Abbey Road 50th Anniversary



To quote the overused adaption of The Beatles lyric – “It was 50 years ago today…” – that John Lennon, Paul McCartney, George Harrison, Ringo Starr and the crucial inclusion of George Martin released Abbey Road. To celebrate its 50th anniversary Giles Martin (George Martin's son) has remixed the album releasing it alongside outtakes and demos. Following the success of two previous remixes, Sgt. Pepper’s Lonely Hearts Club Band (2017) and The Beatles (2018), Giles has reinvigorated the seminal album for future generations to experience in all their sonic splendour.

The Abbey Road sessions, like the majority of latter Beatles recording periods, are often overshadowed by inner turmoil leading to the eventual dissemination of the band (although recent discoveries show it may not have been as bitter a period as previously thought). The last recorded album by the band, but not the last released, is an artistic high of their discography and an emotional trip for any Beatles fan. For an album, many consider perfect in its existing form Giles rises to challenge of remastering it with resplendent care.


Although this isn’t Giles’s most striking remix of the band’s work, that accolade undoubtedly goes to his work on Sgt. Pepper, it has the ability to carry its weight through the contemporary digital audio landscape. This is exemplified in Ringo’s sensational ‘Octopus’s Garden’, presented by Giles in its never before realised complexity. Crisp guitar lines combined with boosted harmonies and cleaner vocals give the illusion that it was recorded only last month not 50 years ago. ‘Maxwell’s Silver Hammer’ benefits from brisker hi-hats and kick drum, while ‘I Want You (She’s So Heavy)' gains extra determination from amplified organ and ‘Carry That Weight’ is beautifully invigorated by the promotion of the horns in the mix. Giles is also able to bring attention to beautiful moments that otherwise have been lost in the mix. ‘Here Comes The Sun’ is clarified by the elegance of a synth line that combined with the opening guitar riff will never fail to bring a smile to the listeners face. Admittedly the part would benefit from being dumbed down in the mix, however, the song is improved from its enhancement.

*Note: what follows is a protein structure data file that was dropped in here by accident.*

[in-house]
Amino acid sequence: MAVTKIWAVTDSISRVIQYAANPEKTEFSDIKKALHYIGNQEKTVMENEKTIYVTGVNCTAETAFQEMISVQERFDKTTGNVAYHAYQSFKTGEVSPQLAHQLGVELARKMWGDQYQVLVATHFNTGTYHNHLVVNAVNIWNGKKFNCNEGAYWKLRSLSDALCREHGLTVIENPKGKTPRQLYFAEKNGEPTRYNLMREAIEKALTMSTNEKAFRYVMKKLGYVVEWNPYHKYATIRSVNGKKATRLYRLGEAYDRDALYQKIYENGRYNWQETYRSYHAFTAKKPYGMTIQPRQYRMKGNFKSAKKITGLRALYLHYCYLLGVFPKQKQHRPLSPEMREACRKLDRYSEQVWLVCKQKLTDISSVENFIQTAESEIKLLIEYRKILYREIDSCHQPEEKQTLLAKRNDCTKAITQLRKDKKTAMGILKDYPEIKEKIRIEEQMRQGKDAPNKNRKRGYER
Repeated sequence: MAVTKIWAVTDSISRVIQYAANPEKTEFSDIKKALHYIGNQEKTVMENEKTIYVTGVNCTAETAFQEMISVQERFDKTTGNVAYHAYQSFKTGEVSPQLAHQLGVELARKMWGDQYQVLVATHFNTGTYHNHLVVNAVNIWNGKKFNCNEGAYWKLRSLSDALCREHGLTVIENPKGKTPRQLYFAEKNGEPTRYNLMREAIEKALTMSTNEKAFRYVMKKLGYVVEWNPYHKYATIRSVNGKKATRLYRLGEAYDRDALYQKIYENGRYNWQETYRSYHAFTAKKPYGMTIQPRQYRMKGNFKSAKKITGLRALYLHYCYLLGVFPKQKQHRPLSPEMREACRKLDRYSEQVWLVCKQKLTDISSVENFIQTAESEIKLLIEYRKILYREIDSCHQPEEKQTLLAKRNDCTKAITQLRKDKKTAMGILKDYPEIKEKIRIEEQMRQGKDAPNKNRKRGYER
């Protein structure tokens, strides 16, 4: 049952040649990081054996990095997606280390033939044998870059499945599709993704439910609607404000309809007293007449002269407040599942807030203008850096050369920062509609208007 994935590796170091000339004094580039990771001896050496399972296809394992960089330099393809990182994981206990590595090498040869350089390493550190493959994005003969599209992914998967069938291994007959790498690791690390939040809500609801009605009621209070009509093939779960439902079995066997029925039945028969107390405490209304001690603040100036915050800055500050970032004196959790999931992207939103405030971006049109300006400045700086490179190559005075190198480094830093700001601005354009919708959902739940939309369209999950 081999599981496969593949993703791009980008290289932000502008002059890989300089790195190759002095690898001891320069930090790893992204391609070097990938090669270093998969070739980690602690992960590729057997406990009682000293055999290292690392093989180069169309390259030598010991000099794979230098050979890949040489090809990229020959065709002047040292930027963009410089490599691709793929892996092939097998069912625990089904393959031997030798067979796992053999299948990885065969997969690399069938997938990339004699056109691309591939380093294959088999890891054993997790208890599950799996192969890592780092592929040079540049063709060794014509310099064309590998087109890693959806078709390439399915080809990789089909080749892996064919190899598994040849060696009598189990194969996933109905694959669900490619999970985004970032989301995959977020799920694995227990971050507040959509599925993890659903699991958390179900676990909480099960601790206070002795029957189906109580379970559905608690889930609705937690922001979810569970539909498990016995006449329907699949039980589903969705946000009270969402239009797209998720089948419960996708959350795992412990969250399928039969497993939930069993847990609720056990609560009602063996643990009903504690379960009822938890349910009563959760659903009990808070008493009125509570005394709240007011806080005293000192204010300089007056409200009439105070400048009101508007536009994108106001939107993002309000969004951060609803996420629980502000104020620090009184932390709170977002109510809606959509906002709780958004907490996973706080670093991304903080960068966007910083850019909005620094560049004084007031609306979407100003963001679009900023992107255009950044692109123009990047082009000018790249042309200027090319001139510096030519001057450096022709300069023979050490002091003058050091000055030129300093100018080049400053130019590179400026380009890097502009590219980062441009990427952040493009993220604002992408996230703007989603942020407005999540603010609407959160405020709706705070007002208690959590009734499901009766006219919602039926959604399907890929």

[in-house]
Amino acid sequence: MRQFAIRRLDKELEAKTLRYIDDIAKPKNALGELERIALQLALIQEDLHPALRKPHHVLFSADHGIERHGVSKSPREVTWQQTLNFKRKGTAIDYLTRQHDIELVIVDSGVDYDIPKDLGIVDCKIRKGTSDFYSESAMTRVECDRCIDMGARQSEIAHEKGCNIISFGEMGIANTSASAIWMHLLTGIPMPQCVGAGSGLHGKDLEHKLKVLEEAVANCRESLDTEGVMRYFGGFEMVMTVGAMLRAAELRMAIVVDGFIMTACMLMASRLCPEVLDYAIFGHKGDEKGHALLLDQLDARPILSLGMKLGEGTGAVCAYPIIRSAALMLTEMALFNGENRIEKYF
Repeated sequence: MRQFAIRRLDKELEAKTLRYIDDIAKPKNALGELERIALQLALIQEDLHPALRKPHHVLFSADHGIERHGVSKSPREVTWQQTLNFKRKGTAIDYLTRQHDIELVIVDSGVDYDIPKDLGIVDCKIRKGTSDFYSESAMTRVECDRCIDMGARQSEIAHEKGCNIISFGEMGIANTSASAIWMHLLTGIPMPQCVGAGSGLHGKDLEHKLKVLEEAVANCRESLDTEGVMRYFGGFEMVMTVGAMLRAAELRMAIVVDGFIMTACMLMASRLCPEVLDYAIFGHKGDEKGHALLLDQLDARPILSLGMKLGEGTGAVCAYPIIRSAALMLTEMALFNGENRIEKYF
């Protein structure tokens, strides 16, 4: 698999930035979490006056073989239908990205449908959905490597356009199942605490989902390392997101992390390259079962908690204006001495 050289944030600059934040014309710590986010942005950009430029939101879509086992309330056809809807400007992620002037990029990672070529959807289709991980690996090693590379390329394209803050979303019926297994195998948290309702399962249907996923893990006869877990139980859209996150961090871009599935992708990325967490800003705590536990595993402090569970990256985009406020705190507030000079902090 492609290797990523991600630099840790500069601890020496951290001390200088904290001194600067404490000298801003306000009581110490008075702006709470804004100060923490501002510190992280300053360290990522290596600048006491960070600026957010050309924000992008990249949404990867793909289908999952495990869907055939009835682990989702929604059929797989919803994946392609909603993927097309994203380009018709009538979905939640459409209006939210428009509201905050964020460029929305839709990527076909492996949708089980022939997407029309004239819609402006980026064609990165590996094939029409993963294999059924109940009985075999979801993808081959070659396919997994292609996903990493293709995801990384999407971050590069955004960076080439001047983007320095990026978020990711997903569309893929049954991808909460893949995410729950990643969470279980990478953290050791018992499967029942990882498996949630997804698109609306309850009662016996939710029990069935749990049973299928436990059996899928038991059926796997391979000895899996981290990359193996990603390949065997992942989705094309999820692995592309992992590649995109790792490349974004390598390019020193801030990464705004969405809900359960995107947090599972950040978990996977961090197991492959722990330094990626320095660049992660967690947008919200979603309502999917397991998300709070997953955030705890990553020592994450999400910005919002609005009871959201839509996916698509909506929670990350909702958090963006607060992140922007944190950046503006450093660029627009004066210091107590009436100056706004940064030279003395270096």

As much a Beatles album, Abbey Road, should also be attributed to the artistic ambitions of George Martin. Martin’s mastery plays throughout the album like an additional instrument complimenting the group’s talents. The medley on the second side of the album exemplifies his ability to complete the Beatles dynamic. Arguably the highlight of the album the melding of ‘You Never Give Me Your Money’, ‘Sun King’, ‘Mean Mr Mustard’, Polythene Pam’, ‘She Came In Through The Bathroom Window’, ‘Golden Slumbers’, ‘Carry That Weight’, ‘The End’ and ‘Her Majesty’ is an excellent conclusion to an era of astonishing creative output. Giles honours his father’s artistic construction superbly and we finally get a playlist worthy 16-minute edit, ‘The Long One’, comprising of all the above-listed songs (positioning ‘Her Majesty’ in its original context). In addition, Martin’s orchestration is also showcased similarly to previous releases (à la ‘She’s Leaving Home’ from the Sgt. Pepper outtakes) in ‘Something – Take 39 / Instrumental’ and ‘Golden Slumbers / Carry That Weight – Take 17 / Instrumental’.


And in the end, the 50th anniversary of Abbey Road may be the least infatuating of the Giles Martin remixes so far produced. This is in part due to the expert craftsmanship of the original sessions, which unlike Sgt. Pepper and The Beatles had more scope for modification. However, Giles has again created the definitive version of the album. I feel obliged to leave the finishing statement to the Beatles themselves and their last message as a group…
           
“In the end, the love you take is equal to the love you make.”



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